According to What They Still Don’t Teach You at Harvard Business School one of my all time favorite book recommendations ~ Each of us brings something different to the table through our innate business style. Here is a clever list of some personalities you might have a chance to meet.
The straight shooters. These are the people who are always honest in their opinions. They have no hidden agenda. They are valuable at any meeting. But you have to protect them. They tend to get smug about “truth being the best defense” and may create more arguments than they solve.
The martyrs. They’re good at taking the heat and quickly accepting responsibility when things go wrong. The danger here is that they accept blame to quickly, perhaps before you’ve pinned down who or what is really at fault.
The poker faces. They keep their ideas to themselves. Or maybe they share them with the boss in private after everyone is gone. Whether their suggestions are on target or not, you have to wonder what game and on whose team they’re playing.
The cheerleaders. They have learned the wonderful power of saying. “You’re right. I never considered that.” I like these people.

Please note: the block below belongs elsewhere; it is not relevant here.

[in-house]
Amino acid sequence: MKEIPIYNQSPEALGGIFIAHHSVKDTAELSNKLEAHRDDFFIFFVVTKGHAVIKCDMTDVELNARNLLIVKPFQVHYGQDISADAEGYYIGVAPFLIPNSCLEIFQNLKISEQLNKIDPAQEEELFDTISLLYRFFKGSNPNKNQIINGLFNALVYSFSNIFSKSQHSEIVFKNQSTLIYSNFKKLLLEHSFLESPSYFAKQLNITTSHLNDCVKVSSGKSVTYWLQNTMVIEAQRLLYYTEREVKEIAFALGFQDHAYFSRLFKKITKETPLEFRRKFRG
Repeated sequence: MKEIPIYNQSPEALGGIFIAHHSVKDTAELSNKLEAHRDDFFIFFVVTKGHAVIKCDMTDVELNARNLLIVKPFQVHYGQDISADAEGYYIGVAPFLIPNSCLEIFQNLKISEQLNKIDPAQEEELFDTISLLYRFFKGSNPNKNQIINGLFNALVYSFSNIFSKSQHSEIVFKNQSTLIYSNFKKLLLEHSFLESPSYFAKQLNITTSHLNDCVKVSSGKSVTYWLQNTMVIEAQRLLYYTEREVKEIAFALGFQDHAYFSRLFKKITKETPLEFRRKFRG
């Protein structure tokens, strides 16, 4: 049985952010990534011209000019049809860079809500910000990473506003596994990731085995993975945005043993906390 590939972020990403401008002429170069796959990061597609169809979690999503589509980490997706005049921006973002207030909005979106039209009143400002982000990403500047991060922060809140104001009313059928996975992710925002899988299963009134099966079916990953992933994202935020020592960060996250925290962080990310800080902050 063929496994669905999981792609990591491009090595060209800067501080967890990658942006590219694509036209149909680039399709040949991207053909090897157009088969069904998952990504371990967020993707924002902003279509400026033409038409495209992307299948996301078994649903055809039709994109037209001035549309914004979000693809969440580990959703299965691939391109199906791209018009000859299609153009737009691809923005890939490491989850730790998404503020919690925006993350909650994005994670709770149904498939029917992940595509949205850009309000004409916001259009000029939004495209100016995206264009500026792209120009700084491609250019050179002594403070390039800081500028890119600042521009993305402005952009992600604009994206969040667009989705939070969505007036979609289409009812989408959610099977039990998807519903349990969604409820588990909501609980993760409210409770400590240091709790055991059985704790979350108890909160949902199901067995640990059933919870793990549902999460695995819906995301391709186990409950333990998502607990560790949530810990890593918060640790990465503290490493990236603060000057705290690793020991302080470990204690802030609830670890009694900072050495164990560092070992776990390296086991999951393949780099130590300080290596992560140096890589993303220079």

The orators. They begin speaking softly, gather momentum, and fifteen minutes later are still assaulting your ears and insulting your intelligence. They substitute emotion and rhetoric for insight. You get the impression they work harder to convince themselves than you. Handle them with care-or not at all.
The devil’s advocates. Everything to them is debatable. The good news is that, like a tenacious prosecutor, they often get to the truth. The bad news is they take too much time and too many casualties. Invite only one per meeting.
The destroyers. They can’t say no without destroying someone’s idea, project, or ego.
The recliners. They lean back, prop up their feet, and hunker down for a nice long stay. They’re in no hurry to settle the issues at hand. Meet them in a hallway or a room with no chairs.
The statesmen. They advance themselves or the meeting through shrewd handling of people. Theoretically, this should be you.
I know people in all the above categories and understanding their personality traits is important when negotiating or even working towards a common goal. How often have you attended a meeting that took longer than needed and accomplished little because of personality struggles? Know who’s at the meeting.